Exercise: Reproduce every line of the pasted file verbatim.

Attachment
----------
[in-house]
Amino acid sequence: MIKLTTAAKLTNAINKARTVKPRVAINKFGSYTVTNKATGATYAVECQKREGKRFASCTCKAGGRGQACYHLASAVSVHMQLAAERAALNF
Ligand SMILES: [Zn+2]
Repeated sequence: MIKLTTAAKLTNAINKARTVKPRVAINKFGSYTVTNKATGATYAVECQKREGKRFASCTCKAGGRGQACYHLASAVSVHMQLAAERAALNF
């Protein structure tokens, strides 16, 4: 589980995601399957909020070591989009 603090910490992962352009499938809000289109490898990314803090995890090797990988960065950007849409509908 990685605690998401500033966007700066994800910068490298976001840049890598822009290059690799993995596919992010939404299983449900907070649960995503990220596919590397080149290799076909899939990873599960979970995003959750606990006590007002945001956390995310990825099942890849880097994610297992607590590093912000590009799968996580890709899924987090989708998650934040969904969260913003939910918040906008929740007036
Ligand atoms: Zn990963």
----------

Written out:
[in-house]
Amino acid sequence: MIKLTTAAKLTNAINKARTVKPRVAINKFGSYTVTNKATGATYAVECQKREGKRFASCTCKAGGRGQACYHLASAVSVHMQLAAERAALNF
Ligand SMILES: [Zn+2]
Repeated sequence: MIKLTTAAKLTNAINKARTVKPRVAINKFGSYTVTNKATGATYAVECQKREGKRFASCTCKAGGRGQACYHLASAVSVHMQLAAERAALNF
């Protein structure tokens, strides 16, 4: 589980995601399957909020070591989009 603090910490992962352009499938809000289109490898990314803090995890090797990988960065950007849409509908 990685605690998401500033966007700066994800910068490298976001840049890598822009290059690799993995596919992010939404299983449900907070649960995503990220596919590397080149290799076909899939990873599960979970995003959750606990006590007002945001956390995310990825099942890849880097994610297992607590590093912000590009799968996580890709899924987090989708998650934040969904969260913003939910918040906008929740007036
Ligand atoms: Zn990963």